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Alabama Ballot Access Fight Gets Hot

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Dear Editor,

On June 1, 2011 Alabama House Bill 425 was signed into law by Governor Robert Bentley. This Bill moved the Alabama Primary date from June to the second Tuesday in March. This also moved the petition deadline for newly qualifying parties and nonpresidential independent candidates to the same date. The Bill effectively makes qualifying as a non-Republican or Democrat in 2012 much harder in a state that already ranks dead last in many categories pertaining to Ballot access.

Bottom line: If you wish to run as an independent presidential candidate in Alabama in 2012 under this new law you merely have to produce just 5,000 signatures on a petition by August 30, 2012 to qualify. However, if you choose to run for president or any state office under the banner of a minor party, you must produce a whopping 45,000 signatures by early March 2012.

This is simply unacceptable and must be challenged. This challenge will likely be mounted is outlined in an article by Richard Winger in the July 1 edition of Ballot Access News:
“In 1990, a U.S. District Court ruled that the old petition deadline, 60 days before the primary, was unconstitutional. In 1991, the 11th Circuit unanimously affirmed that decision, New Alliance Party of Alabama v Hand, 933 F.2d 1568. Thus, that decision struck down an April petition deadline. At the time, the number of signatures was 1% of the last gubernatorial vote, and there had been many minor party and independent candidates on the ballot during the preceding ten years. The court opinion noted that the April deadline has not blocked all minor party and independent candidates from the ballot, but still struck it down because it couldn’t see any good reason for the deadline to be as early as April.”

A new lawsuit will likely be filed against the March petition deadline by the Constitution, Green and Libertarian Parties. That case will be stronger than the 1990 case because in the last eight years there have been no minor party or independent candidates on the statewide ballot. In 2010 Alabama was one of only five states with no minor party or independent candidates on the ballot for statewide office.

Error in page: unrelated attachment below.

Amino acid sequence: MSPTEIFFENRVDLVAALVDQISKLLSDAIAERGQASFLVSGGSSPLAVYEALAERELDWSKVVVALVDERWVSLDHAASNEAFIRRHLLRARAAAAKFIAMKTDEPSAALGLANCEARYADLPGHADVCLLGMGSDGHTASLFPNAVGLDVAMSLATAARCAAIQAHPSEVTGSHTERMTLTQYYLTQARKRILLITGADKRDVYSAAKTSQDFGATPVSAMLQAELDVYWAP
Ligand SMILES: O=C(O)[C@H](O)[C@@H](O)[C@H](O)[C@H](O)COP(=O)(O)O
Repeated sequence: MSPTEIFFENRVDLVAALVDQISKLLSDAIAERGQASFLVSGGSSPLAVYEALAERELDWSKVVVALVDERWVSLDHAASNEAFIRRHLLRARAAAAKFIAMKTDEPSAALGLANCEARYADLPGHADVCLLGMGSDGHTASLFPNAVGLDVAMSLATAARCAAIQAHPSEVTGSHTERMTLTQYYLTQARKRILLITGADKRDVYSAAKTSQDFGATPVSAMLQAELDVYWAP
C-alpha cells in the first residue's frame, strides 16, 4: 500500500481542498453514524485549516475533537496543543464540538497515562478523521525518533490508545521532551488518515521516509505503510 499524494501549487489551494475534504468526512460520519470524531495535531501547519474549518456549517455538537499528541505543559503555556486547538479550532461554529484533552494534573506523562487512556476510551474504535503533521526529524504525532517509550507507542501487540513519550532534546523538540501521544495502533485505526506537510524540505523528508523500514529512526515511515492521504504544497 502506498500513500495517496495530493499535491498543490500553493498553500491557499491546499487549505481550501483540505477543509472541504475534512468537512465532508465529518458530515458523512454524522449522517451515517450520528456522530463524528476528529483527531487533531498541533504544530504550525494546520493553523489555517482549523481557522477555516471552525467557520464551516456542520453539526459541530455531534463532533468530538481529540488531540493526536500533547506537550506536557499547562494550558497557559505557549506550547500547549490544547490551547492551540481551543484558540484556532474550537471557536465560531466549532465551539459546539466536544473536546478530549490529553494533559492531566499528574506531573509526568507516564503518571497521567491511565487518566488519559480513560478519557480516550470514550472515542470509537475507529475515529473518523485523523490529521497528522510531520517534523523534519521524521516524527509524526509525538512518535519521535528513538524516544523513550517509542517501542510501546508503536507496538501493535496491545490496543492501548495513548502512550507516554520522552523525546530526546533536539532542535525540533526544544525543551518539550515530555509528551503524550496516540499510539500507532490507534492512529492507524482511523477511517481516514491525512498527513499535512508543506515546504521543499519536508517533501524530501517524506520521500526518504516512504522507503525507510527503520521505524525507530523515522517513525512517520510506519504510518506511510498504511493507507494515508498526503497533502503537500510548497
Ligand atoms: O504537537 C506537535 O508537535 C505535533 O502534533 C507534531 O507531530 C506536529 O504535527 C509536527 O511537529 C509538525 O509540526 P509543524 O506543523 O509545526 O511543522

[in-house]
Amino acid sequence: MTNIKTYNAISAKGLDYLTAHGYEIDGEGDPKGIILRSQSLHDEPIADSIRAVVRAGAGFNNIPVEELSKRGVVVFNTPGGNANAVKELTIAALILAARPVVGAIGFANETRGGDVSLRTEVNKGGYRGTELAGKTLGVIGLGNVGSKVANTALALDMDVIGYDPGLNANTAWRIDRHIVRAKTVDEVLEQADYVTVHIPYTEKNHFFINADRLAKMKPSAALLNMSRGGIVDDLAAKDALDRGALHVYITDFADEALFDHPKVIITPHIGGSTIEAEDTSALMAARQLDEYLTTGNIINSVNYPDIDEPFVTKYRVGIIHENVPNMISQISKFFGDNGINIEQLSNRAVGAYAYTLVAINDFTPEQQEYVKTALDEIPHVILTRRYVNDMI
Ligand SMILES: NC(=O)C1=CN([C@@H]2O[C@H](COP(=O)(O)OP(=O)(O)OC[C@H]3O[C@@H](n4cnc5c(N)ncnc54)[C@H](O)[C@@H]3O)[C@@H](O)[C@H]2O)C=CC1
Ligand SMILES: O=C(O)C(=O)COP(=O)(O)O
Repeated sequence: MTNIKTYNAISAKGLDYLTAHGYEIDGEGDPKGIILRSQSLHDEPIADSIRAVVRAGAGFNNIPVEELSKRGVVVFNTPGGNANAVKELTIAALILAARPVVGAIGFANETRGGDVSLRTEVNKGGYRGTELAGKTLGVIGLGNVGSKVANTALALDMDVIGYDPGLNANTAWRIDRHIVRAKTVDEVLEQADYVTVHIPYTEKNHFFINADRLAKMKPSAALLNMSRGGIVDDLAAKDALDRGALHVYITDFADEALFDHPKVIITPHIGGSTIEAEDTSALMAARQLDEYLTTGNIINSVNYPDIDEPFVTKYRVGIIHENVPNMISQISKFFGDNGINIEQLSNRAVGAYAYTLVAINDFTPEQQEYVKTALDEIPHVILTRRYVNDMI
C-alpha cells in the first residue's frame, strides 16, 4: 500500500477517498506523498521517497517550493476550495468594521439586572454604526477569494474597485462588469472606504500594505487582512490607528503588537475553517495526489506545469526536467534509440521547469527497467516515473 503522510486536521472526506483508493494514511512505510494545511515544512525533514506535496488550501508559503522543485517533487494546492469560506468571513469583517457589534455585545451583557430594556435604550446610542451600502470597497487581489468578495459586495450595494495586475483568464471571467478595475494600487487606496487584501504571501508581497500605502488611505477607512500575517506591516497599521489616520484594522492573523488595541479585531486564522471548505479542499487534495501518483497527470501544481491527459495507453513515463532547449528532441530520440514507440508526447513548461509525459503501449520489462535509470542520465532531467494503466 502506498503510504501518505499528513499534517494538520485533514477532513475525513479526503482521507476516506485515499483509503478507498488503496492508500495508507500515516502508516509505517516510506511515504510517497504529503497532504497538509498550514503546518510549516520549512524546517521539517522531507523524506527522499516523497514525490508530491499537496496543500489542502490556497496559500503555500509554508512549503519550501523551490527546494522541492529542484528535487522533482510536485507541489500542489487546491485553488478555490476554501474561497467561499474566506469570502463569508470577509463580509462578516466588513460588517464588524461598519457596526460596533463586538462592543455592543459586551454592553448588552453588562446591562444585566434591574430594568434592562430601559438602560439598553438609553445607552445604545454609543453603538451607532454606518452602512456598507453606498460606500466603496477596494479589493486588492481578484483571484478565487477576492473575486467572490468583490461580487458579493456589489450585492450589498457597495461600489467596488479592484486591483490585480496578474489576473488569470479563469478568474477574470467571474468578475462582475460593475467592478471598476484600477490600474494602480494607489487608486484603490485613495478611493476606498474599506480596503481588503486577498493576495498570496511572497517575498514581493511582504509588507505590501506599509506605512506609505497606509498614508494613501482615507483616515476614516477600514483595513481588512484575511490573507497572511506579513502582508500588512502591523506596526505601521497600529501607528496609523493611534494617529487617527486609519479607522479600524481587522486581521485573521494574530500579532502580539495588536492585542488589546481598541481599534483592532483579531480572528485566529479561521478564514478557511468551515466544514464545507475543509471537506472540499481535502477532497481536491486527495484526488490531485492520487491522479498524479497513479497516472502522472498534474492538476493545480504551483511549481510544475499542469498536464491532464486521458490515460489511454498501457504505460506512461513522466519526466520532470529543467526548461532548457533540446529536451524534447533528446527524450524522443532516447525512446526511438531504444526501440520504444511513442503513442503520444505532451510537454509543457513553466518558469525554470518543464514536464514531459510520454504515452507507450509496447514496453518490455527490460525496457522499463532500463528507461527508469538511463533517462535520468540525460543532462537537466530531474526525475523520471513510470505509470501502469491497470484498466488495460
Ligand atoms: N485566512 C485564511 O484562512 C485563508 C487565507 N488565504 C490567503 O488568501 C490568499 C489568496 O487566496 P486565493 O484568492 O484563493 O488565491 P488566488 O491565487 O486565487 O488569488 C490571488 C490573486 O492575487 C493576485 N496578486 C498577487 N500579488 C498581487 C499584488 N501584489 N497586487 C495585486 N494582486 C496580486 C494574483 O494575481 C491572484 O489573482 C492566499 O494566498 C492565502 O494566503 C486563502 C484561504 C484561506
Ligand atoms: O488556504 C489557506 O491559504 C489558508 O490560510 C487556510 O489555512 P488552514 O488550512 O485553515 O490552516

The new lawsuit will be stronger than the 2010 lawsuit because the 2012 lawsuit involves presidential elections. Precedents against early petition deadlines involving presidential elections are even stronger than precedents involving elections for other office, especially in the 11th Circuit.

A third reason the new lawsuit will be stronger than the 1990 case is that the new March deadline is earlier than the April deadline that had already been struck down.”

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It’s time for the people of Alabama answer this age old question posed by our Founding father Thomas Jefferson: “The issue today is the same as it has been throughout all history, whether man shall be allowed to govern himself or be ruled by a small elite.”

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I have been quite vocal in my position that this is an offense against the Constitutional rights of the citizens of Alabama and I fully intend to participate in any lawsuit that is filed over this issue.

Richard Rutledge
Chairman, Conservative Party (Alabama)

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